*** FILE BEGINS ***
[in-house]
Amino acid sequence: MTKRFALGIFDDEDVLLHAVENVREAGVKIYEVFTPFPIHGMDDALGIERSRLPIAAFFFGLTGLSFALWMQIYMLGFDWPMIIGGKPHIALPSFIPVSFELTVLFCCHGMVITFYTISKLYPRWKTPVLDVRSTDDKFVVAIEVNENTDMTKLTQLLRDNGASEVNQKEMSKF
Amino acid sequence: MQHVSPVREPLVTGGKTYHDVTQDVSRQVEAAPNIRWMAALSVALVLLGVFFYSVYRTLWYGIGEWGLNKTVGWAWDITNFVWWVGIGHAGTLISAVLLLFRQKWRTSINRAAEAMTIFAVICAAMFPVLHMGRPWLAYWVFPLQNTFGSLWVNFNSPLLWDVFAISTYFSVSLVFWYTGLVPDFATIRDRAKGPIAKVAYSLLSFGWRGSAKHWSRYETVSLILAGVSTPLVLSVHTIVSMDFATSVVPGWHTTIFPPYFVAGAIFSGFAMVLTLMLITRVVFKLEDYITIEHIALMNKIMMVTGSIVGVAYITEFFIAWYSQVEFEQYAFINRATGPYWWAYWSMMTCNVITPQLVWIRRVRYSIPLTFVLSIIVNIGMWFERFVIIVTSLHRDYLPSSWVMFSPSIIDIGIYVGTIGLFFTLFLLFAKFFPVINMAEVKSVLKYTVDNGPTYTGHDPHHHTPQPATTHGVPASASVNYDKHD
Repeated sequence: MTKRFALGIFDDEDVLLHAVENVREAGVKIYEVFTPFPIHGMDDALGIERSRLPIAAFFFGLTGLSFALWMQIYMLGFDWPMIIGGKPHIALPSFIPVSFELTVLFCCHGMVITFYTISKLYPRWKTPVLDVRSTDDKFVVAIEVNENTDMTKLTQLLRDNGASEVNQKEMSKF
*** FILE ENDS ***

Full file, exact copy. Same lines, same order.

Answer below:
[in-house]
Amino acid sequence: MTKRFALGIFDDEDVLLHAVENVREAGVKIYEVFTPFPIHGMDDALGIERSRLPIAAFFFGLTGLSFALWMQIYMLGFDWPMIIGGKPHIALPSFIPVSFELTVLFCCHGMVITFYTISKLYPRWKTPVLDVRSTDDKFVVAIEVNENTDMTKLTQLLRDNGASEVNQKEMSKF
Amino acid sequence: MQHVSPVREPLVTGGKTYHDVTQDVSRQVEAAPNIRWMAALSVALVLLGVFFYSVYRTLWYGIGEWGLNKTVGWAWDITNFVWWVGIGHAGTLISAVLLLFRQKWRTSINRAAEAMTIFAVICAAMFPVLHMGRPWLAYWVFPLQNTFGSLWVNFNSPLLWDVFAISTYFSVSLVFWYTGLVPDFATIRDRAKGPIAKVAYSLLSFGWRGSAKHWSRYETVSLILAGVSTPLVLSVHTIVSMDFATSVVPGWHTTIFPPYFVAGAIFSGFAMVLTLMLITRVVFKLEDYITIEHIALMNKIMMVTGSIVGVAYITEFFIAWYSQVEFEQYAFINRATGPYWWAYWSMMTCNVITPQLVWIRRVRYSIPLTFVLSIIVNIGMWFERFVIIVTSLHRDYLPSSWVMFSPSIIDIGIYVGTIGLFFTLFLLFAKFFPVINMAEVKSVLKYTVDNGPTYTGHDPHHHTPQPATTHGVPASASVNYDKHD
Repeated sequence: MTKRFALGIFDDEDVLLHAVENVREAGVKIYEVFTPFPIHGMDDALGIERSRLPIAAFFFGLTGLSFALWMQIYMLGFDWPMIIGGKPHIALPSFIPVSFELTVLFCCHGMVITFYTISKLYPRWKTPVLDVRSTDDKFVVAIEVNENTDMTKLTQLLRDNGASEVNQKEMSKF